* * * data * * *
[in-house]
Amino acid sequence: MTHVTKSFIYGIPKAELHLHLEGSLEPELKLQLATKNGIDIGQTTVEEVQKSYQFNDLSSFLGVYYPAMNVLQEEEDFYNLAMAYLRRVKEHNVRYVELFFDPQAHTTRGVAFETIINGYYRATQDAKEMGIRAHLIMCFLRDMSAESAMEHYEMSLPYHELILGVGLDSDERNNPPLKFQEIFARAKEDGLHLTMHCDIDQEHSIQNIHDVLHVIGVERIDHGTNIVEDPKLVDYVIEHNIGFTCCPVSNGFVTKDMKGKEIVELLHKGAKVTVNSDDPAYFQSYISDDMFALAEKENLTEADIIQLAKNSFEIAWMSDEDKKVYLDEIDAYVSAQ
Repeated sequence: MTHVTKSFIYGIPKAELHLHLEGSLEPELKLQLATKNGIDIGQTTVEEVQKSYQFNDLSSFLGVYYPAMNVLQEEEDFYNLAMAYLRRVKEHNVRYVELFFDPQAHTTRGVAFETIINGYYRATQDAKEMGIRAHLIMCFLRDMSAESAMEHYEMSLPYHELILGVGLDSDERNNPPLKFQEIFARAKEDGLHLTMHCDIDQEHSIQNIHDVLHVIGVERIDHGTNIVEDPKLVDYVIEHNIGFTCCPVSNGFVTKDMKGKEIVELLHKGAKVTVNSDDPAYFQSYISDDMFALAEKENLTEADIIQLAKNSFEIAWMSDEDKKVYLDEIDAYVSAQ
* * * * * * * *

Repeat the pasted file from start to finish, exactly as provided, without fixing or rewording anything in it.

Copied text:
[in-house]
Amino acid sequence: MTHVTKSFIYGIPKAELHLHLEGSLEPELKLQLATKNGIDIGQTTVEEVQKSYQFNDLSSFLGVYYPAMNVLQEEEDFYNLAMAYLRRVKEHNVRYVELFFDPQAHTTRGVAFETIINGYYRATQDAKEMGIRAHLIMCFLRDMSAESAMEHYEMSLPYHELILGVGLDSDERNNPPLKFQEIFARAKEDGLHLTMHCDIDQEHSIQNIHDVLHVIGVERIDHGTNIVEDPKLVDYVIEHNIGFTCCPVSNGFVTKDMKGKEIVELLHKGAKVTVNSDDPAYFQSYISDDMFALAEKENLTEADIIQLAKNSFEIAWMSDEDKKVYLDEIDAYVSAQ
Repeated sequence: MTHVTKSFIYGIPKAELHLHLEGSLEPELKLQLATKNGIDIGQTTVEEVQKSYQFNDLSSFLGVYYPAMNVLQEEEDFYNLAMAYLRRVKEHNVRYVELFFDPQAHTTRGVAFETIINGYYRATQDAKEMGIRAHLIMCFLRDMSAESAMEHYEMSLPYHELILGVGLDSDERNNPPLKFQEIFARAKEDGLHLTMHCDIDQEHSIQNIHDVLHVIGVERIDHGTNIVEDPKLVDYVIEHNIGFTCCPVSNGFVTKDMKGKEIVELLHKGAKVTVNSDDPAYFQSYISDDMFALAEKENLTEADIIQLAKNSFEIAWMSDEDKKVYLDEIDAYVSAQ